A recent conversation with a health system CFO made us realize that a long-standing nugget of received healthcare wisdom might no longer be true. For as long as we can remember, economic observers have said that healthcare is “recession-proof”—one of those sectors of the economy that suffers least during a downturn. The idea was that people still get sick, and still need care, no matter how bad the economy gets. But this CFO shared that her system was beginning to see a slowdown in demand for non-emergent surgeries, and more sluggish outpatient volume generally.
Her hypothesis: rising inflation is putting increased pressure on household budgets, and is beginning to force consumers into tougher tradeoffs between paying for daily necessities and seeking care for health concerns. This is having a more pronounced effect than during past recessions, because we’ve shifted so much financial risk onto individuals via high deductibles and cost-sharing over the past decade.
There’s a double whammy for providers: because the current inflation problems are happening in the first half of year, most consumers are nowhere near hitting their deductibles, leading this CFO to forecast softer volumes for at least the next several months, until the usual “post-deductible spending spree” kicks in.
Combined with the tight labor market, which has increased operating costs between 15 and 20 percent, this inflation-driven drop in demand may have hospitals and health systems experiencing their own dose of recession—contrary to the old chestnut.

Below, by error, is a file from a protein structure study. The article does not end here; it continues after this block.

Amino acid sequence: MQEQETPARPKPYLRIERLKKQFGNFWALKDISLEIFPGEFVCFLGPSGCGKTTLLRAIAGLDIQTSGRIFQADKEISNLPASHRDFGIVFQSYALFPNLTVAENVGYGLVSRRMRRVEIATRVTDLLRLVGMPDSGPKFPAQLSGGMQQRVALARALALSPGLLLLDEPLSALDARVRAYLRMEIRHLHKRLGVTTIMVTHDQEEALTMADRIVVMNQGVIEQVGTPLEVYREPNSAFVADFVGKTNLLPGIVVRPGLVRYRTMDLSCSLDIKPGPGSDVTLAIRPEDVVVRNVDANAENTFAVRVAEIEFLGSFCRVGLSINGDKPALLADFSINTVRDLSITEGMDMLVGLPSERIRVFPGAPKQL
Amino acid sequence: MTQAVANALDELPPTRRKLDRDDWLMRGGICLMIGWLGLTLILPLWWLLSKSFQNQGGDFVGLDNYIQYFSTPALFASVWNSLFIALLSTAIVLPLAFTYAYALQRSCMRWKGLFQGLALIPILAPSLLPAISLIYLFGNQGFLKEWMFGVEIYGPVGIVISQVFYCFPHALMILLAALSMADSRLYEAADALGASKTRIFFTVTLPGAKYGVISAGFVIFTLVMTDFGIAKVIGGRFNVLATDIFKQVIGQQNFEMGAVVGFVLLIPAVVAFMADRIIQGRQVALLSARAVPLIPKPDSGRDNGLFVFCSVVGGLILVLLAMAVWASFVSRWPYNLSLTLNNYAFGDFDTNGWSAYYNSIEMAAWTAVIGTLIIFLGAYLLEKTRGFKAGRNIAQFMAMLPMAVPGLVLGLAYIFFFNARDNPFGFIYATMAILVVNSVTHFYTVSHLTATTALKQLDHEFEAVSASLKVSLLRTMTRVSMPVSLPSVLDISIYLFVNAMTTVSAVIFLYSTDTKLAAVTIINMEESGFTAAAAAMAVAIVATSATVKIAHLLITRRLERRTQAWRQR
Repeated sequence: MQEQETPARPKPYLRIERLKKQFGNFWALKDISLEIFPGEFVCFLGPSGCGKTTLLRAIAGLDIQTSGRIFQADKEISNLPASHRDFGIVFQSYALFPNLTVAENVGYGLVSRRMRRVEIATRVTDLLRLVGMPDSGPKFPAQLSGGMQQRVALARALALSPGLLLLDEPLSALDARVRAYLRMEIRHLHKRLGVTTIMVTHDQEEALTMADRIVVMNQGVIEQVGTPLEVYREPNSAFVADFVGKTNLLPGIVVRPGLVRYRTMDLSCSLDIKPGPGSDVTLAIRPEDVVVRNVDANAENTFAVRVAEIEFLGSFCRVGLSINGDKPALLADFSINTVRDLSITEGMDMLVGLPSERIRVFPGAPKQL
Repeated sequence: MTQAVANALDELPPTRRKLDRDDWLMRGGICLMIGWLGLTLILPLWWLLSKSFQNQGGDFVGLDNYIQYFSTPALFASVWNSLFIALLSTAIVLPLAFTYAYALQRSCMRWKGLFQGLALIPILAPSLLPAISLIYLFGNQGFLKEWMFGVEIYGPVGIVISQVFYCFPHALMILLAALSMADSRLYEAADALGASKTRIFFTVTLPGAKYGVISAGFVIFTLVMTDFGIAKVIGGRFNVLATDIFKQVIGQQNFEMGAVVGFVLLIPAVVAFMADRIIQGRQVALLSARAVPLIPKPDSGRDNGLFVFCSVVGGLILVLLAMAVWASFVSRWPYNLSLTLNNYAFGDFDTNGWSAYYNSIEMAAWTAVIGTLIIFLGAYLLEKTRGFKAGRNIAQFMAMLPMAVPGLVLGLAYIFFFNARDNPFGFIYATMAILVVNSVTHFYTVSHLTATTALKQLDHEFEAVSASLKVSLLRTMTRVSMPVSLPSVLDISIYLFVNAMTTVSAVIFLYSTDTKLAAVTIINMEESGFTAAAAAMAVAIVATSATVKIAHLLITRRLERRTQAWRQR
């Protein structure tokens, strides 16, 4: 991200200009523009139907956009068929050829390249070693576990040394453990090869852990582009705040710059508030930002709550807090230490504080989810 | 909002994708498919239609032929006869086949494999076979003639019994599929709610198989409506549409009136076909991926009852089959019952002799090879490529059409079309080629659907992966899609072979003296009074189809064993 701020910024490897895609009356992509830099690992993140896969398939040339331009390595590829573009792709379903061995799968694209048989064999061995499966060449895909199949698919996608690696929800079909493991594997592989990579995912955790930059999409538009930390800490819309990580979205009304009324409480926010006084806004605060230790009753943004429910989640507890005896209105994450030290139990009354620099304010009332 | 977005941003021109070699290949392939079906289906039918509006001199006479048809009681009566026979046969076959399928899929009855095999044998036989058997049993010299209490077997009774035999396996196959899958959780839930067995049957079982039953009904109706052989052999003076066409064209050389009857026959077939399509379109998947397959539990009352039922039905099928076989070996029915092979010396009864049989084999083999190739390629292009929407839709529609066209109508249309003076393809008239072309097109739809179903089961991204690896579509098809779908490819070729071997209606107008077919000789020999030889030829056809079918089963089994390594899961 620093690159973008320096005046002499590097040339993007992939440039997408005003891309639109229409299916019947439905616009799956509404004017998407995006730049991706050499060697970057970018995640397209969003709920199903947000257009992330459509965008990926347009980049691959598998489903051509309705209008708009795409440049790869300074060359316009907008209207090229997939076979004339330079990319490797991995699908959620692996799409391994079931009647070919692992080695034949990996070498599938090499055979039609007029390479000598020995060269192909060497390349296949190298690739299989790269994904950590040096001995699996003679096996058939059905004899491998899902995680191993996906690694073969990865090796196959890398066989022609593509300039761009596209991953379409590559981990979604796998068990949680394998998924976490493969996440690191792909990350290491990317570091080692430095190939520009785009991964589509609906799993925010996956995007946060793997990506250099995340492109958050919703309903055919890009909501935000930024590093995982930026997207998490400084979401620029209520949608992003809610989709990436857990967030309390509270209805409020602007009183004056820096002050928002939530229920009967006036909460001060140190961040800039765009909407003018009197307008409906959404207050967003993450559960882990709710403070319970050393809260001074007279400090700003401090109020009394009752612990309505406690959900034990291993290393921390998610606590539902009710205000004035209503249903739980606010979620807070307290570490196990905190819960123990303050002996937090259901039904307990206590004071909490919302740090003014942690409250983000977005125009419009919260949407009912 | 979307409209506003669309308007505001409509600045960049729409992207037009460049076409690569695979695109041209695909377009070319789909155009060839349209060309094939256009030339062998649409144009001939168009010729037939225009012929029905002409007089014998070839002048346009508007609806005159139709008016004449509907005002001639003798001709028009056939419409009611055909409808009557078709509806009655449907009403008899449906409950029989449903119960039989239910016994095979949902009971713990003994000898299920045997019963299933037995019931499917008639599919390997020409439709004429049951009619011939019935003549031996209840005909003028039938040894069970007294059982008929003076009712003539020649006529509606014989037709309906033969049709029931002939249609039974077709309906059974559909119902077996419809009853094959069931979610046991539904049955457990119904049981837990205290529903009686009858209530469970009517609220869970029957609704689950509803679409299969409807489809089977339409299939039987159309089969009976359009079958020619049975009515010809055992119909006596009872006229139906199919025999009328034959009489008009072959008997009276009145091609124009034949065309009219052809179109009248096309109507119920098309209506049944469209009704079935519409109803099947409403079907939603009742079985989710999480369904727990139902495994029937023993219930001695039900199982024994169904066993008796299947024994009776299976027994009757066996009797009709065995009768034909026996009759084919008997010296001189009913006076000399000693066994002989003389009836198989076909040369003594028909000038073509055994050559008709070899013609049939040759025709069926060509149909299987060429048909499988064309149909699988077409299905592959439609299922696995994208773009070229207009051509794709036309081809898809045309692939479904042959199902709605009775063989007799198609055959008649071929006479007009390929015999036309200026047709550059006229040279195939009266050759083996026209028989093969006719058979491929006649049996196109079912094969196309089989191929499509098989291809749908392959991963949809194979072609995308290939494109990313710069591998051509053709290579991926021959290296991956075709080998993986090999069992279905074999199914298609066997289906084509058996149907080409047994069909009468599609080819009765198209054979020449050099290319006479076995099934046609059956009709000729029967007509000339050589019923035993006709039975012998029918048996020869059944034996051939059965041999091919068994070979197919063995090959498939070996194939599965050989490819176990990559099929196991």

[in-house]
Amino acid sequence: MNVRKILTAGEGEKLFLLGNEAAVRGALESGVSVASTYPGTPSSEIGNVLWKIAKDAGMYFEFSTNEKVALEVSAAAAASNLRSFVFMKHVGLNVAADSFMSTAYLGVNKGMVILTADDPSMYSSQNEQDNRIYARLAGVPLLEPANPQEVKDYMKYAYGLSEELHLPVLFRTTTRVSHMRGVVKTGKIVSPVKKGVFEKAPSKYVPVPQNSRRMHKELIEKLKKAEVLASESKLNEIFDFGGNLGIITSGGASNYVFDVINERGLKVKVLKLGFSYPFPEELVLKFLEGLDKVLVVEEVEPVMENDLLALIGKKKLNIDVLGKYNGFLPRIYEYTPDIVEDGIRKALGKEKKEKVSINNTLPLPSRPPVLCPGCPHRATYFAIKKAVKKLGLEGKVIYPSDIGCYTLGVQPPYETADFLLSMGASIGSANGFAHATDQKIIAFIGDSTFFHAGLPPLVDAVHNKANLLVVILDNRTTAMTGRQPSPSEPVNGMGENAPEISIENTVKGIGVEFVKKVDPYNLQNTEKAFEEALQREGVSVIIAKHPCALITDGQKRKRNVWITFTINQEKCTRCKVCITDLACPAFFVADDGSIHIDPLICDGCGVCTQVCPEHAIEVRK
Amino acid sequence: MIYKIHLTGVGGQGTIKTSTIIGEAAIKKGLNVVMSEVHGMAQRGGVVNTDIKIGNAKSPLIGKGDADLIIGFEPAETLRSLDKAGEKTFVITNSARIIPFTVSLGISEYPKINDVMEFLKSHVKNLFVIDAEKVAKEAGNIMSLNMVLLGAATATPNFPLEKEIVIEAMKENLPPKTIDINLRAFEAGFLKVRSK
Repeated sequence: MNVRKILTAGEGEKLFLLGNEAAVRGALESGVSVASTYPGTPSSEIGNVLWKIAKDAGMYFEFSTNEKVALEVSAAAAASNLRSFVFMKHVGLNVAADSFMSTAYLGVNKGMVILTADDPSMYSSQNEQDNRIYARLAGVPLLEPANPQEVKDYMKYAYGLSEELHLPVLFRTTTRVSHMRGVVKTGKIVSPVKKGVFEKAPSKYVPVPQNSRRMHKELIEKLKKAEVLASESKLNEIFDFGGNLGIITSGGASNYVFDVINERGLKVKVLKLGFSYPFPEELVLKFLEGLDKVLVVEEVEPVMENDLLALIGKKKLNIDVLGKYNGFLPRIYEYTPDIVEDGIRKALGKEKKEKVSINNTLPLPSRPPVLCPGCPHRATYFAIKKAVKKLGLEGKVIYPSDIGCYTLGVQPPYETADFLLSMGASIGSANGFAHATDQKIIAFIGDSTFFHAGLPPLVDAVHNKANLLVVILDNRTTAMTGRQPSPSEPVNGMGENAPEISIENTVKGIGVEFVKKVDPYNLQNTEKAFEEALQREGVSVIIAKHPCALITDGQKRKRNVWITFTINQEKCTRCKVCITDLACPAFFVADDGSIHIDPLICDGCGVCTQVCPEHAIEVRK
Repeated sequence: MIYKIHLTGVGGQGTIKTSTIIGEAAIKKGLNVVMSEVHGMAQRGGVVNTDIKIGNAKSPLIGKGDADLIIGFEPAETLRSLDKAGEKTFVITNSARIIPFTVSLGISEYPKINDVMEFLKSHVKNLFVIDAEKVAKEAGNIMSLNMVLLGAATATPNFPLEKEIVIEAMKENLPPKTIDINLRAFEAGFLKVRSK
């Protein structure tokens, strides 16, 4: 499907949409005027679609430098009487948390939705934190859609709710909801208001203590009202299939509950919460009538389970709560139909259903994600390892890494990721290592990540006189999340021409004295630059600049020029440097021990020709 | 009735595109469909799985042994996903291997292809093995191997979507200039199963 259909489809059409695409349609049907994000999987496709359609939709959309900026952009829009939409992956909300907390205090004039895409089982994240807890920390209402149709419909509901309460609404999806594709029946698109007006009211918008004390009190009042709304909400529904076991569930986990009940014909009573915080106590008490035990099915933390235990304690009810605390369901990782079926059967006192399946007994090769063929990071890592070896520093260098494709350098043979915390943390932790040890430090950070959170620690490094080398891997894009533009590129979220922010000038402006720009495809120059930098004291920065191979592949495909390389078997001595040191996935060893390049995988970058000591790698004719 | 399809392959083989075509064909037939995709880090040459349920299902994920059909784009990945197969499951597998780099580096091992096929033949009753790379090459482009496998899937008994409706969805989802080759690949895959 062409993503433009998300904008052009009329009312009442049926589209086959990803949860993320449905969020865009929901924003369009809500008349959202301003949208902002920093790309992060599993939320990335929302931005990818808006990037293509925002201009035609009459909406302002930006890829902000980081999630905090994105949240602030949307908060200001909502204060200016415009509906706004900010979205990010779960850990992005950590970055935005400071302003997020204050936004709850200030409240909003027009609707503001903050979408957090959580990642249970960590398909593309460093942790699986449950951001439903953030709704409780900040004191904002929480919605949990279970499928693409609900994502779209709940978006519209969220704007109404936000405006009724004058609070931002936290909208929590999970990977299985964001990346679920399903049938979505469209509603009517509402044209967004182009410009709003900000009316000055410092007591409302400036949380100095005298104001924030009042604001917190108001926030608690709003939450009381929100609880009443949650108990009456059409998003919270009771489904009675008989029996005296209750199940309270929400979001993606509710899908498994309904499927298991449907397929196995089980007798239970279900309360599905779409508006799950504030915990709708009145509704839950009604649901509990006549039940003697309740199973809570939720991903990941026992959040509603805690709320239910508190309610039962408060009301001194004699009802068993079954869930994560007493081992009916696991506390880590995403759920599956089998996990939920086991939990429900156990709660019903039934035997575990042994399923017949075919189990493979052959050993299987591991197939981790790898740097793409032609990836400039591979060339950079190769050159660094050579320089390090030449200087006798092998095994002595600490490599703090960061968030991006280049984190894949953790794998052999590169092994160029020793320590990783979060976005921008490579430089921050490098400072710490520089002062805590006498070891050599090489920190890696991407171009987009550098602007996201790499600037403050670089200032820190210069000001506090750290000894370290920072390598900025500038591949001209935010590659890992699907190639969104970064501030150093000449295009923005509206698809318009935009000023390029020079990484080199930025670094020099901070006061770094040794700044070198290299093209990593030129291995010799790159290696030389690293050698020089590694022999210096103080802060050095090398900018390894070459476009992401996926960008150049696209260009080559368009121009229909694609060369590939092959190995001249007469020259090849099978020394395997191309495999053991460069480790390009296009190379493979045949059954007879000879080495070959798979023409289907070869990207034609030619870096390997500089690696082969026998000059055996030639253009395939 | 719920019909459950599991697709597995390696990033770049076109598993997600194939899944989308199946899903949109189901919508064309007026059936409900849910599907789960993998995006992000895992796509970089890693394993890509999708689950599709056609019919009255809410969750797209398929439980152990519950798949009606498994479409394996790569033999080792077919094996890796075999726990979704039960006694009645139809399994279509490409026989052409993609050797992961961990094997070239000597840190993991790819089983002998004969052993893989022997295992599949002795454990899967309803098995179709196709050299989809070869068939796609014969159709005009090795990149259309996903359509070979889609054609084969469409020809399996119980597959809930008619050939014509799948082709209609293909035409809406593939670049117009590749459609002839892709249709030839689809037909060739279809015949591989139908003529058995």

Cost-sharing is the practice of making individuals responsible for part of their health insurance costs beyond the monthly premiums they pay for health insurance – think things like deductibles and copayments. The practice is meant to inspire more thoughtful choices among consumers when it comes to healthcare decisions. However, the choices it inspires can often be more harmful than good.
A growing body of research keeps undermining a key tenet of health economics, Axios’ Sam Baker writes — the belief that requiring patients to pay more out of their own pockets will make them smarter consumers, forcing the health care system to deliver value.
Driving the news:Even a seemingly modest increase in out-of-pocket costs will cause many patients to stop taking drugs they need, according to a new working paper from Harvard economist Amitabh Chandra.
Raising Medicare recipients’ out-of-pocket costs by just $10 per prescription led to a 23% drop in overall drug consumption, and to a 33% increase in mortality.
And seniors weren’t simply ditching “low-value” drugs. People at high risk for heart attacks or strokes cut back on statins and blood-pressure medications even more than lower-risk patients.
Between the lines: This research focuses on Medicare’s drug benefit, but higher cost-sharing is all the rage throughout the system, and there’s little evidence that it has generated “smarter shoppers.”
Patients with high-deductible plans — increasingly common in the employer market — don’t shop around for the best deal, which is all but impossible to do in many cases even if you wanted to try.